Edinburgh International Festival: 4 dance highlights for 2019

Scotsman dance critic Kelly Apter picks the most exciting dance acts coming to this year's Edinburgh International Festival

Hard to be Soft PIC: Edinburgh International Festival

Kalakuta Republik

Inspired by Afrobeat pioneer Fela Kuti and his lifetime of political activism, choreographer Serge Aimé Coulibaly has created a work of two distinct halves that’s wild at heart, with a wonderful sense of chaos and rebellion. Coulibaly grew up in the West African nation of Burkina Faso, then moved to France and danced with the likes of Alain Platel and Sidi Larbi Cherkaoui before founding Faso Danse Théatre. It’s a combination that makes perfect sense when you see the dancers in Kalakuta Republik move to an unrelenting musical beat that sweeps them – and us – up

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The Lyceum, 8-11 August

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A relatively new and increasingly sought-after name in the dance world, Oona Doherty brings her powerful four-part work to the Edinburgh International Festival. Having looked around at the men and women she grew up with in Belfast, after moving there from London at the age of ten, Doherty recognised how difficult it was for them to show vulnerability. Featuring Doherty and other dancers, Hard to Be Soft: A Belfast Prayer captures that toughness, and a need for tenderness in a world where the rough edges hold you together.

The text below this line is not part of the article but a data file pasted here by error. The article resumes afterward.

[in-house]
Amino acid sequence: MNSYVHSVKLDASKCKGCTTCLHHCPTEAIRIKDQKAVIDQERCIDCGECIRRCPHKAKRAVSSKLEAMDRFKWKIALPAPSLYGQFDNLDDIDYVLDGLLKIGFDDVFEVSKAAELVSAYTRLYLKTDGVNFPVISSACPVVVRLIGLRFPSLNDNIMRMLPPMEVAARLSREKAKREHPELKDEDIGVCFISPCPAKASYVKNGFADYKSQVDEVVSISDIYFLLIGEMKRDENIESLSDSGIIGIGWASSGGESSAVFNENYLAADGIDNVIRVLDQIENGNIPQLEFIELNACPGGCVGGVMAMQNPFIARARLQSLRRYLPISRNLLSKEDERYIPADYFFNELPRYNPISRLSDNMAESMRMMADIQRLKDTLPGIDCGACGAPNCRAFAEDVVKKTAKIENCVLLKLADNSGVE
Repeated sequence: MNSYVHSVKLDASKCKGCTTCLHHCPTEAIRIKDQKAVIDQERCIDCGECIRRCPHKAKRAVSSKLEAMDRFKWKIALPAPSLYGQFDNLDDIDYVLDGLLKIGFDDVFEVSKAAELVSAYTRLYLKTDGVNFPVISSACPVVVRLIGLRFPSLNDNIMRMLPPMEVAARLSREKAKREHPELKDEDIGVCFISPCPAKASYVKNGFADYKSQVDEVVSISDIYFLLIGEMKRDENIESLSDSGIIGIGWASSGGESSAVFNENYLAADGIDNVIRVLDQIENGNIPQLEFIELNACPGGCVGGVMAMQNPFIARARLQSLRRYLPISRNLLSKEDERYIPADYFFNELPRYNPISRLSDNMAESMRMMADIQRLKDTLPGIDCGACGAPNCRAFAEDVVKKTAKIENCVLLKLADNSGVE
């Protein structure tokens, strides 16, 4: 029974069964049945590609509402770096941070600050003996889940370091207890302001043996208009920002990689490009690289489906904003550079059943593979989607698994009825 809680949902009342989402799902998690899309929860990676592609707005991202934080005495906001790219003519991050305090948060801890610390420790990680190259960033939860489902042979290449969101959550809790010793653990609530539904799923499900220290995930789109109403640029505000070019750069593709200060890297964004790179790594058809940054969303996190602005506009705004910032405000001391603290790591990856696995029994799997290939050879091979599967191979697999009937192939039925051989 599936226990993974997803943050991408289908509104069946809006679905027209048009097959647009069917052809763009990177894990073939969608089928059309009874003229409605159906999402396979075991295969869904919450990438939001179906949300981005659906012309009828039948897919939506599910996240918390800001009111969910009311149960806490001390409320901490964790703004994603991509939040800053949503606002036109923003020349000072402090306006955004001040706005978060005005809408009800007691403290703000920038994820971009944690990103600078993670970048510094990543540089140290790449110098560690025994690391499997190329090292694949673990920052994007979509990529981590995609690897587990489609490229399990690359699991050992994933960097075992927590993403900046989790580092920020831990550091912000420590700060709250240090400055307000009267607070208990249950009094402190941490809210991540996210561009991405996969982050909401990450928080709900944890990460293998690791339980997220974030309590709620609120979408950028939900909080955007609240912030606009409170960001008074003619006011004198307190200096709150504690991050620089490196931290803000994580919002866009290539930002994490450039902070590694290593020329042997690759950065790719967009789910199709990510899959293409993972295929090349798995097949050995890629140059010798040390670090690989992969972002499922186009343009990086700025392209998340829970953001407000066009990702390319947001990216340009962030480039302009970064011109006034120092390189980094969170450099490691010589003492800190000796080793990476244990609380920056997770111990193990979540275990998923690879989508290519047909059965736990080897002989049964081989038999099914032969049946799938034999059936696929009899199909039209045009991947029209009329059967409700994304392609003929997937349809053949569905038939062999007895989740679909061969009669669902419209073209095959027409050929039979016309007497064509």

Royal Lyceum, 21-24 August

Chinese choreographer Yang Liping worked closely with Academy Award-winning designer Tim Yip for her interpretation of Stravinsky’s Rite of Spring, with remarkable results. Responding to the idea of sacrifice and the creative power of spring, the duo built a show that grabs you visually from the moment you take your seat. With the performers already on stage before the audience enters, and aspects of the set being assembled before our eyes, we set off on a journey that sees Liping’s 15 dancers deliver a physically gruelling but captivating 75 minutes. A new musical score by He Xuntian underlines the dance’s mysticism.

Festival Theatre, 22-24 August

A groundbreaking force in American post-modern dance, Trisha Brown spent almost six decades redefining what constitutes dance. Two years after her death, Brown’s company is utilising three stunning spaces at Jupiter Artland to stage a selection of her short works. During the promenade performance, audiences will start on floating rafts at Charles Jencks’ water sculptures, before being led into a forest clearing then deep into the woodland to watch nine dancers execute Brown’s choreography. Dance and nature in harmony – what could be more beautiful?

Jupiter Artland, 9-11 August